A new report published by Axendia is calling for better collaboration with suppliers, distributors, shippers, and regulators.
Global pharmaceutical outsourcing has become increasingly prevalent, but is creating a complex and risky supply chain environment that has pharmaceutical and life sciences executives on high alert, according to a new study co-sponsored by PwC and published last week by Axendia, a life science and healthcare analyst firm. The report reveals that 50 percent of pharmaceutical and life sciences executives said they see raw materials sourced outside of the US as the greatest vulnerability to the supply chain, and 61 percent view contaminated or nonconforming raw materials as the top threat in the next five years.
According to the report, Achieving Global Supply Chain Visibility, Control & Collaboration in Life Sciences: Business Imperative, Regulatory Necessity, the emerging economies of China, India, Mexico, and Brazil are becoming the most attractive places in which to sell medicines. In the drive to lower costs, these countries also are playing a more prominent role in the manufacturing and sourcing process. Yet, outsourcing drug development to manufacturers in developing nations carries significant operational risks. Moreover, it is more difficult to manufacture and distribute biologics, which are more sensitive to the elements, than chemical entities.
Against this backdrop, Axendia’s survey of 112 industry executives from pharmaceuticals, medical devices, and biotechnology companies around the globe found:
• 94 percent said global product sales outside of the US will be increasing in the next few years, while 78 percent said global sourcing outside of the US will be increasing, followed by 76 percent who said their global manufacturing outside of the US will be increasing.
• Threats that were considered limited or small-scale as few as 10 years ago, such as drug counterfeiting and illegal product diversions, are becoming major concerns, with 44 percent and 35 percent of industry executives, respectively, citing them as business risks in the next five years.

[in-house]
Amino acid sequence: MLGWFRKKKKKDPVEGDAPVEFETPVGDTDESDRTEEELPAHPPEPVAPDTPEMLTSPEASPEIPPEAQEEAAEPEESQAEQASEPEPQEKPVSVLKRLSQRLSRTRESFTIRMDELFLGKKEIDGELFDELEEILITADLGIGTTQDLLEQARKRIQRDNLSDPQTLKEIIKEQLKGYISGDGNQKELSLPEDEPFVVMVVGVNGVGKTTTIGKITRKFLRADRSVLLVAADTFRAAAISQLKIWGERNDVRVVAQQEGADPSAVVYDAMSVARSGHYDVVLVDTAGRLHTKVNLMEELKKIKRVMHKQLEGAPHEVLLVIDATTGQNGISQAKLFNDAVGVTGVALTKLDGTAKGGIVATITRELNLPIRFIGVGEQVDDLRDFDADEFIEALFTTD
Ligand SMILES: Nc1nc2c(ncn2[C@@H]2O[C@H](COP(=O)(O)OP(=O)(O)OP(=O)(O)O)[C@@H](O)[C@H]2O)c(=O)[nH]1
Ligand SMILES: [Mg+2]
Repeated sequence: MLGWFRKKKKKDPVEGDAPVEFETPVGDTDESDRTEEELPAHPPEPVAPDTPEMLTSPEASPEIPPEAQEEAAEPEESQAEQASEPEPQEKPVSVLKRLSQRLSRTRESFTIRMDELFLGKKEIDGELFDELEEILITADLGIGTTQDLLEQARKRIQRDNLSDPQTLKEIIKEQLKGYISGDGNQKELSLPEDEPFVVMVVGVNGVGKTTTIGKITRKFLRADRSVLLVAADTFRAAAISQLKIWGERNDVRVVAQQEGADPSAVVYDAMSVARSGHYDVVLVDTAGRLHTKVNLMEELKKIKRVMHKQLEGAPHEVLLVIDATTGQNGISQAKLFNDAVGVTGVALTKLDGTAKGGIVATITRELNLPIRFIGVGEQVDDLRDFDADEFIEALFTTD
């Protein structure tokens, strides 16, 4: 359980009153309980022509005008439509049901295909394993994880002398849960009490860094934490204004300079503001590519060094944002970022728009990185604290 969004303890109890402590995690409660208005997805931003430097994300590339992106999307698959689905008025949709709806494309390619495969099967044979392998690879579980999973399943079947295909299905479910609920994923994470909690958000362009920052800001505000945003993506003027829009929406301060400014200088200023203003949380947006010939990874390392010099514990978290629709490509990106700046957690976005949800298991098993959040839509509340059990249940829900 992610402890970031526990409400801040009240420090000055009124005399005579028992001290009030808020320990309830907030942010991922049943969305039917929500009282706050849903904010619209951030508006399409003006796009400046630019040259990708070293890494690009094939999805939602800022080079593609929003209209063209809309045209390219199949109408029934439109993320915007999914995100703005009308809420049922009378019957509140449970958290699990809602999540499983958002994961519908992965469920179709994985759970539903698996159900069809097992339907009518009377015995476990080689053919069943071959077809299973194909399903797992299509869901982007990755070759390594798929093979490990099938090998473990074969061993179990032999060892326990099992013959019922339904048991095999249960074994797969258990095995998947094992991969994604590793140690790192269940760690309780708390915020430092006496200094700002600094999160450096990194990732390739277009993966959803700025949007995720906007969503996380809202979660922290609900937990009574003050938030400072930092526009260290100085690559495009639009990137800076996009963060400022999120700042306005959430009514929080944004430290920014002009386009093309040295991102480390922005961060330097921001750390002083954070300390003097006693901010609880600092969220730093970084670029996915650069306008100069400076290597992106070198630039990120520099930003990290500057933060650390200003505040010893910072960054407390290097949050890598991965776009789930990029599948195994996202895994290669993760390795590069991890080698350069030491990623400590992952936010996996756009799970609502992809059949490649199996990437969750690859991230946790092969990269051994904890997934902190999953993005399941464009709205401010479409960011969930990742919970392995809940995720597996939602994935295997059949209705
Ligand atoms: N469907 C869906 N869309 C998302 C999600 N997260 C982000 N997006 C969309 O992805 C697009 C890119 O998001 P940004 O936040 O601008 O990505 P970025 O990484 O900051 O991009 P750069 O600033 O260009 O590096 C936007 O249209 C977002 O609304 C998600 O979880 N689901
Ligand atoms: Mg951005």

• Nearly 60 percent of industry executives said they are concerned about the willingness of suppliers to provide information to address regulatory requirements, and 44 percent are concerned about their distributors’ willingness to provide information required to meet these requirements.
• The availability of track and trace technology to enable the industry to gain better control over the supply chain exists today.
However, industry executives identified four hurdles to implementing such technology: cost, difficulty of implementation, lack of industry standards, and lack of regulatory requirement and guidance.
According to the report, all of these forces are driving the industry to develop a supply chain that is more extended, globally dispersed, and virtual. However, the ability to control the safety, efficacy, and effectiveness of products will continue to be a challenge until the industry implements systems that can provide real-time global visibility into the supply chain, including practices and information from suppliers, distributors, shippers, and contract manufacturers.
“In order to meet the demands of globalization, the pharmaceutical supply chain will need to become much more flexible, with different manufacturing routes and distribution channels for different kinds of products,” said Wynn Bailey, Pharmaceutical and Life Sciences Advisory Services Partner, PwC.
To access the report, click here.